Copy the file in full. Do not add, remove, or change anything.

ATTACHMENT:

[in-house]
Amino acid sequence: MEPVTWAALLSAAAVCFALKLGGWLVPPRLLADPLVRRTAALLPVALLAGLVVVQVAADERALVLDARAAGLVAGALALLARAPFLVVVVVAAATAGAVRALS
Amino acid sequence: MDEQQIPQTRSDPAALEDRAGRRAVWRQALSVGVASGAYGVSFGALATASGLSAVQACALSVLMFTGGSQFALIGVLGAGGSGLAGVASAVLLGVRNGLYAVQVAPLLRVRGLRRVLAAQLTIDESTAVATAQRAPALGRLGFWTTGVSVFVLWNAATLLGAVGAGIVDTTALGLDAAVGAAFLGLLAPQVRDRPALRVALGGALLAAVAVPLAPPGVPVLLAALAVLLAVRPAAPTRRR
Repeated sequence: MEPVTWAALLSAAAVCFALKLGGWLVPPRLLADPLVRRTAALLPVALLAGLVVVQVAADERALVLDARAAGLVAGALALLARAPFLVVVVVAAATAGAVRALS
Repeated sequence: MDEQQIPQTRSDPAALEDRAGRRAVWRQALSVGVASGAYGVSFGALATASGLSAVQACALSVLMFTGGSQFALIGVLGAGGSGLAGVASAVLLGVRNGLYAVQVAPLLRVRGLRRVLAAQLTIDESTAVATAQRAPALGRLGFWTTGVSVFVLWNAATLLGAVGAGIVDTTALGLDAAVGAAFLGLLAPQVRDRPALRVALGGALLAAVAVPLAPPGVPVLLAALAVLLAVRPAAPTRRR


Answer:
[in-house]
Amino acid sequence: MEPVTWAALLSAAAVCFALKLGGWLVPPRLLADPLVRRTAALLPVALLAGLVVVQVAADERALVLDARAAGLVAGALALLARAPFLVVVVVAAATAGAVRALS
Amino acid sequence: MDEQQIPQTRSDPAALEDRAGRRAVWRQALSVGVASGAYGVSFGALATASGLSAVQACALSVLMFTGGSQFALIGVLGAGGSGLAGVASAVLLGVRNGLYAVQVAPLLRVRGLRRVLAAQLTIDESTAVATAQRAPALGRLGFWTTGVSVFVLWNAATLLGAVGAGIVDTTALGLDAAVGAAFLGLLAPQVRDRPALRVALGGALLAAVAVPLAPPGVPVLLAALAVLLAVRPAAPTRRR
Repeated sequence: MEPVTWAALLSAAAVCFALKLGGWLVPPRLLADPLVRRTAALLPVALLAGLVVVQVAADERALVLDARAAGLVAGALALLARAPFLVVVVVAAATAGAVRALS
Repeated sequence: MDEQQIPQTRSDPAALEDRAGRRAVWRQALSVGVASGAYGVSFGALATASGLSAVQACALSVLMFTGGSQFALIGVLGAGGSGLAGVASAVLLGVRNGLYAVQVAPLLRVRGLRRVLAAQLTIDESTAVATAQRAPALGRLGFWTTGVSVFVLWNAATLLGAVGAGIVDTTALGLDAAVGAAFLGLLAPQVRDRPALRVALGGALLAAVAVPLAPPGVPVLLAALAVLLAVRPAAPTRRR